To gain a greater understanding of the significance of the intricately carved images, it is a good idea to get a guide with most megalithic monuments having been made between 100 and 1200 AD.
16. Tatacoa Desert
Once a lush tropical forest, the Tatacoa Desert is now home to a whole host of remarkable red rock canyons and otherworldly-looking landscapes. Due to its pitch-black night skies and other ideal atmospheric conditions, it also hosts one of the most important observatories on the continent.
Ominously called the ‘Valley of Sorrows’ by conquistador Gonzalo Jimenez de Quesada, the desert’s heavily-eroded landforms are painted a magnificent mix of yellows, reds, oranges and greys. As you hike or bike about, you can sometimes spy snakes, scorpions and even wildcats hidden away amidst its arid confines.
Before heading back to the nearby city of Neiva in the south-center of the nation, it is worth staying a night at a hotel in the desert. Aside from giving you more time to explore, it also means you can observe all the bright stars studding the night sky.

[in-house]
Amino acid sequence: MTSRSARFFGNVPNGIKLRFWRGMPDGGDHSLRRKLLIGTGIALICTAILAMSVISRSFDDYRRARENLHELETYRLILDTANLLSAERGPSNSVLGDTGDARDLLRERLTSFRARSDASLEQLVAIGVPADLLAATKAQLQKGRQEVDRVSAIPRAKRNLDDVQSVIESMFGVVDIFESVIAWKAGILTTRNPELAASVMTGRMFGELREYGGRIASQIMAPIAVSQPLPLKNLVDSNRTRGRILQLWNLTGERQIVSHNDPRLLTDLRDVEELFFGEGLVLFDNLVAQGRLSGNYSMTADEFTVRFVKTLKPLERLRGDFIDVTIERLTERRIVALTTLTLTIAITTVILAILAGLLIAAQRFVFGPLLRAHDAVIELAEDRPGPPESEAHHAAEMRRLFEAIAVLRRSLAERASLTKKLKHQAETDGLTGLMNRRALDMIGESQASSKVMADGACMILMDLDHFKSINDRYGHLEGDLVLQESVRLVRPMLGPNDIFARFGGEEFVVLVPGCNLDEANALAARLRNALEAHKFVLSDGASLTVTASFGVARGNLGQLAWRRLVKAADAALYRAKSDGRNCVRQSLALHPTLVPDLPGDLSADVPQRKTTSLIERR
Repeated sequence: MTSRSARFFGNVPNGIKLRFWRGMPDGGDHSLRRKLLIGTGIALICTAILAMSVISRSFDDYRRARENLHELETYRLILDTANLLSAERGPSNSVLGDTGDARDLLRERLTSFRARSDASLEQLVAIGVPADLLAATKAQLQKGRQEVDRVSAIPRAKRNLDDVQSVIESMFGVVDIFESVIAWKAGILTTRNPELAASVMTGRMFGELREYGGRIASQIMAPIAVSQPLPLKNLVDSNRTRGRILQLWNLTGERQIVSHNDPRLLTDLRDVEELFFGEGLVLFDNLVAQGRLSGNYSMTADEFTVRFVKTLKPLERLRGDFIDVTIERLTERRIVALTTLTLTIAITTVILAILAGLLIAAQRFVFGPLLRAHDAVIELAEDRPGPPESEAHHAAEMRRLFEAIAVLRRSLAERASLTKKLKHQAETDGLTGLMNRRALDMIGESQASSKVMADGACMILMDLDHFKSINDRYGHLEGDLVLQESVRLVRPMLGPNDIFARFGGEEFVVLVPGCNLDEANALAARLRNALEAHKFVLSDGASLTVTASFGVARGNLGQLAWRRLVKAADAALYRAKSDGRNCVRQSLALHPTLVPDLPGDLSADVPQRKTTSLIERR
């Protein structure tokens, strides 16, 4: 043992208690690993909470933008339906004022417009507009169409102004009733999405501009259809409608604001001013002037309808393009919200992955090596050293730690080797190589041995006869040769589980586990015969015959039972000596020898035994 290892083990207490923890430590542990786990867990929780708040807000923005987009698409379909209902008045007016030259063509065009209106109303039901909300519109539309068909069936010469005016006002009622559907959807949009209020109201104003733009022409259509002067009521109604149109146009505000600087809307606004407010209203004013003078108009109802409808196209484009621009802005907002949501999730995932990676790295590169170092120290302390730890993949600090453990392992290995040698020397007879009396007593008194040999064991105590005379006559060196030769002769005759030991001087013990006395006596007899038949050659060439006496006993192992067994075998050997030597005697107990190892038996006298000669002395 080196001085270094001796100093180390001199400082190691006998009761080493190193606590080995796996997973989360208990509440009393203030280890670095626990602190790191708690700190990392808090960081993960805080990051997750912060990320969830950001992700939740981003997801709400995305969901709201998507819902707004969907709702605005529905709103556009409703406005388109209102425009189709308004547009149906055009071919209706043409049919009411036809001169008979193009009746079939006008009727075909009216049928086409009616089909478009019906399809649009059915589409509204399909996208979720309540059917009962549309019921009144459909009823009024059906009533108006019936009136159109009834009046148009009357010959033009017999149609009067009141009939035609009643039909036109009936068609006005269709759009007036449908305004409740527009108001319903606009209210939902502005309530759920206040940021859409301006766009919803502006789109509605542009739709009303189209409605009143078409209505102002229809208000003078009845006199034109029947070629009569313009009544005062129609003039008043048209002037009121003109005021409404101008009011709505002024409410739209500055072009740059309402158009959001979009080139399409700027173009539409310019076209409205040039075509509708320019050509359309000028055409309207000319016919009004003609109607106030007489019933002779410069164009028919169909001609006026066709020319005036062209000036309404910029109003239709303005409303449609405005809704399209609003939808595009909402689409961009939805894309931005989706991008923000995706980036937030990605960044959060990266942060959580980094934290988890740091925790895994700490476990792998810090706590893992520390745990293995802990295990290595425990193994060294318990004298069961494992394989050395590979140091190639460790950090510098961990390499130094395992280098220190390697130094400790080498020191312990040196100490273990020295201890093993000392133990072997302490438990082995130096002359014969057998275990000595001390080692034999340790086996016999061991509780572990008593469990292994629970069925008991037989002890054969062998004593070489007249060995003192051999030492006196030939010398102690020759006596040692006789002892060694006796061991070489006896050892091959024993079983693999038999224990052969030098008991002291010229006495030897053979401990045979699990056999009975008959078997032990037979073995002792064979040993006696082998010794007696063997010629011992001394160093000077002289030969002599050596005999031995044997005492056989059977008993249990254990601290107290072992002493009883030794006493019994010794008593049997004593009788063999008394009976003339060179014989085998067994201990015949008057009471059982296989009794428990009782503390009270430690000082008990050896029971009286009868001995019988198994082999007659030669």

15. Castillo San Felipe de Barajas
Just one of the coastal city’s many must-see attractions, the enormous and imposing Castillo San Felipe de Barajas has protected Cartagena for well over four centuries. The largest fort built by the Spanish in their colonies, its hulking great walls look out over both the land and sea from atop San Lazaro Hill.
Initially completed in 1536, the already colossal fortress was slowly enlarged and strengthened over the following centuries. Big batteries and bunkers now lie alongside a grand entrance and confusing mess of tunnels that helped the soldiers fend off attacks by both pirates and other European powers.
Other than ogling its impressive architecture and enjoying fine views from its parapets, guests can learn more about the fort’s interesting past through artifacts, exhibits and video installations.
14. Piedra Del Penol